A Personal Note

Since the beginning of 2010 we have been talking about facing a bumpy stock market this year.  Year to date, the S&P 500 is down 7.6%.  In the second quarter alone, we hit a pretty hard bump with the S&P 500 down 11.9%. 

     The combination of health care reform, the debt crisis in Greece and the other PIIGS countries, as well as financial services reform have sent people running from the stock market to the safety of treasuries.  So much so that the 10-year bond is now yielding 2.95% and the 2-year note is at .62%.  Compare this to a 2.8% dividend yield on the Dow. 

     We also had some hiccups in the weekly unemployment claims.  It has always been our belief that the economic recovery would be driven by capital spending with a concurrent sluggish consumer.  We still believe that to be true.  Our philosophy of buying high quality large cap dividend paying stocks is even more appropriate in this environment.  As long-term investors we recognize that these stocks offer great value when compared to bonds and cash.  The next few years we expect a slow growing economy and these stocks have the financial strength and flexibility to thrive in that environment.

     On another note, here is the link to my interview with Becky Surran about Baby Boomers and Investing, on Channel 12’s News Show, 12 On The Money:


Warm regards,

Catherine Maniscalco Avery                               

CAIM specializes in creating and managing
customized and fully diversified investment
portfolios for private investors.
203.966.2712  p
203.966.5697  f
Financial Aid:  How to Get More

Across the nation colleges are feeling the financial crunch. As a result most are drastically raising tuition, according to a recent Wall Street Journal article entitled: ‘Financial Aid 101: How to Get More.’  This year, for example, Harvard University announced its tuition, fees and board would increase by 3.8% for the 2010-2011 year, exceeding $50,000 for the first time.  Even many state schools, traditionally far cheaper than private schools, are imposing significantly steeper hikes in percentage terms.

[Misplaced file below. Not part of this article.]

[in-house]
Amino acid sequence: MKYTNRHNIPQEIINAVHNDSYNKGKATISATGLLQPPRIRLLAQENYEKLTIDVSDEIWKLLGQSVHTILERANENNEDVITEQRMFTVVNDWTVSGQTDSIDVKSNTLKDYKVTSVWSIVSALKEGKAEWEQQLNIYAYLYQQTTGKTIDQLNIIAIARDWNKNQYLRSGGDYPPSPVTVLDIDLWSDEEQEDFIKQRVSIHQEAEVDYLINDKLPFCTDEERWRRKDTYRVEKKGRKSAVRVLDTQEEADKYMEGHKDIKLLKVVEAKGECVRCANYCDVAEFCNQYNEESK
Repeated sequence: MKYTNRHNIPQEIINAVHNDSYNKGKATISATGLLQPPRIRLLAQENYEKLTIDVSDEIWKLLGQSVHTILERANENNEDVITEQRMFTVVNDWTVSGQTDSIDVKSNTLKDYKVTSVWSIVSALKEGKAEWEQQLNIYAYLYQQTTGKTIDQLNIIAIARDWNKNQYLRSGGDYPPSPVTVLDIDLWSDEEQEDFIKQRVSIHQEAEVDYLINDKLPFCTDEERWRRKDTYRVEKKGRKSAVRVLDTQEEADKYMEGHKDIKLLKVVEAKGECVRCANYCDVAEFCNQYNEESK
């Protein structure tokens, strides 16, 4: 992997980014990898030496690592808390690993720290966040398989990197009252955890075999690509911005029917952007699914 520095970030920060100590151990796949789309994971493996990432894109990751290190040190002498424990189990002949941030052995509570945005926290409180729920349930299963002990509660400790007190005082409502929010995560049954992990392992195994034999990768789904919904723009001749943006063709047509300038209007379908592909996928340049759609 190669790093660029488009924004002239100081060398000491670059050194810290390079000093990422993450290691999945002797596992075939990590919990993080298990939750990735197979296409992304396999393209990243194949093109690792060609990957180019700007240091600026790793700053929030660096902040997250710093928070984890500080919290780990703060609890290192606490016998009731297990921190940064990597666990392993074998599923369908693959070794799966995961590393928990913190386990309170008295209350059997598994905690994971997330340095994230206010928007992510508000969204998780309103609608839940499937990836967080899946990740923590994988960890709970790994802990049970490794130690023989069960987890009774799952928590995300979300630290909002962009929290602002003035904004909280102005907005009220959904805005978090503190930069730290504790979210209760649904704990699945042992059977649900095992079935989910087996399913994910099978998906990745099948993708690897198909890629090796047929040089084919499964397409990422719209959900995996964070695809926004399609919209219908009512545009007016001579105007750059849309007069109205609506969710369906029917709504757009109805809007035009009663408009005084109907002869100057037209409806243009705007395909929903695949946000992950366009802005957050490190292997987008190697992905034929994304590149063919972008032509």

All of which makes a tough situation tougher for families who are too affluent to quality for financial aid but not wealthy enough to pay out of pocket.

     Fortunately, according to this same article, there are a number of short and long-term strategies that parents can use to qualify for more aid.  Here, in a nutshell, are some of the do’s and don’ts:


1.   Save in investment accounts listed in a parent’s name, such as 529 college savings plans, since up to 5.65% of such assets are assessed under federal aid formulas

2.   Minimize capital gains and accelerate necessary expenses such as a car or tax bill in the calendar year before your child starts college and, if possible, during the college years.

3.   Notify financial aid officers about changes in your financial circumstances, such as a recent job loss or home devaluation.

4.   Reduce available cash in your bank accounts to pay down consumer loans like credit card balance since these kinds of debts aren’t included in aid formulas.

5.   Contribute to retirement accounts as much as possible before your child’s college years since the money isn’t included in aid formulas.


1.   Save in your child’s name as student assets such as those in custodial accounts, can be assessed up to 20% under federal aid formulas.

2.   Inflate your income with bonuses and retirement distributions during those years.

3.   Go into the aid office without the proper documentation to back up your claims.

4.   Pay for college with unsecured debt, such as personal loans, since such loans are not subtracted from your assets under aid formulas

5.   Withdraw money from your retirement fund to pay for college since distributions will raise your income, potentially reducing aid eligibility.

Copyright 2010, CAIM LLC

For those of you with questions, feel free to call me at 203.966.2712 or visit www.catherineaveryinvest.com
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